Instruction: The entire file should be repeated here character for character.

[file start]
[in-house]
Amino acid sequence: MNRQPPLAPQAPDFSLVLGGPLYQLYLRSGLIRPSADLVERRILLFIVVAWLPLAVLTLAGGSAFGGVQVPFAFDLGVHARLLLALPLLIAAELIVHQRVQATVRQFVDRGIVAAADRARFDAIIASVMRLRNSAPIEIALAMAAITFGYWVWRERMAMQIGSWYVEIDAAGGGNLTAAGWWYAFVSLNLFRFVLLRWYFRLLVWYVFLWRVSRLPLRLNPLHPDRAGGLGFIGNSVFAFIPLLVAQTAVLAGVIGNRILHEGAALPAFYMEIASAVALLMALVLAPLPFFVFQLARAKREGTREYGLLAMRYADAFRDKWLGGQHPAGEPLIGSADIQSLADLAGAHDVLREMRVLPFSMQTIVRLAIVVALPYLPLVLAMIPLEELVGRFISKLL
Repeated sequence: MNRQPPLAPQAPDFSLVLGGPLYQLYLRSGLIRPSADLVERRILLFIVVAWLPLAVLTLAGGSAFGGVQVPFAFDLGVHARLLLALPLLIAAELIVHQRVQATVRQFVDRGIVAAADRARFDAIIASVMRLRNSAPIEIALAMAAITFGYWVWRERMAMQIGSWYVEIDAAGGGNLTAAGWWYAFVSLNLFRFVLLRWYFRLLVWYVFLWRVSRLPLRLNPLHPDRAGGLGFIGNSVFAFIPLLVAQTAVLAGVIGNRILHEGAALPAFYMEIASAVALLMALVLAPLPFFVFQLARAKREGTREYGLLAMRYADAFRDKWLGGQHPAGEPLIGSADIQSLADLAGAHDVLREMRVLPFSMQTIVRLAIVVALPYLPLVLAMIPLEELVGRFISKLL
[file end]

[in-house]
Amino acid sequence: MNRQPPLAPQAPDFSLVLGGPLYQLYLRSGLIRPSADLVERRILLFIVVAWLPLAVLTLAGGSAFGGVQVPFAFDLGVHARLLLALPLLIAAELIVHQRVQATVRQFVDRGIVAAADRARFDAIIASVMRLRNSAPIEIALAMAAITFGYWVWRERMAMQIGSWYVEIDAAGGGNLTAAGWWYAFVSLNLFRFVLLRWYFRLLVWYVFLWRVSRLPLRLNPLHPDRAGGLGFIGNSVFAFIPLLVAQTAVLAGVIGNRILHEGAALPAFYMEIASAVALLMALVLAPLPFFVFQLARAKREGTREYGLLAMRYADAFRDKWLGGQHPAGEPLIGSADIQSLADLAGAHDVLREMRVLPFSMQTIVRLAIVVALPYLPLVLAMIPLEELVGRFISKLL
Repeated sequence: MNRQPPLAPQAPDFSLVLGGPLYQLYLRSGLIRPSADLVERRILLFIVVAWLPLAVLTLAGGSAFGGVQVPFAFDLGVHARLLLALPLLIAAELIVHQRVQATVRQFVDRGIVAAADRARFDAIIASVMRLRNSAPIEIALAMAAITFGYWVWRERMAMQIGSWYVEIDAAGGGNLTAAGWWYAFVSLNLFRFVLLRWYFRLLVWYVFLWRVSRLPLRLNPLHPDRAGGLGFIGNSVFAFIPLLVAQTAVLAGVIGNRILHEGAALPAFYMEIASAVALLMALVLAPLPFFVFQLARAKREGTREYGLLAMRYADAFRDKWLGGQHPAGEPLIGSADIQSLADLAGAHDVLREMRVLPFSMQTIVRLAIVVALPYLPLVLAMIPLEELVGRFISKLL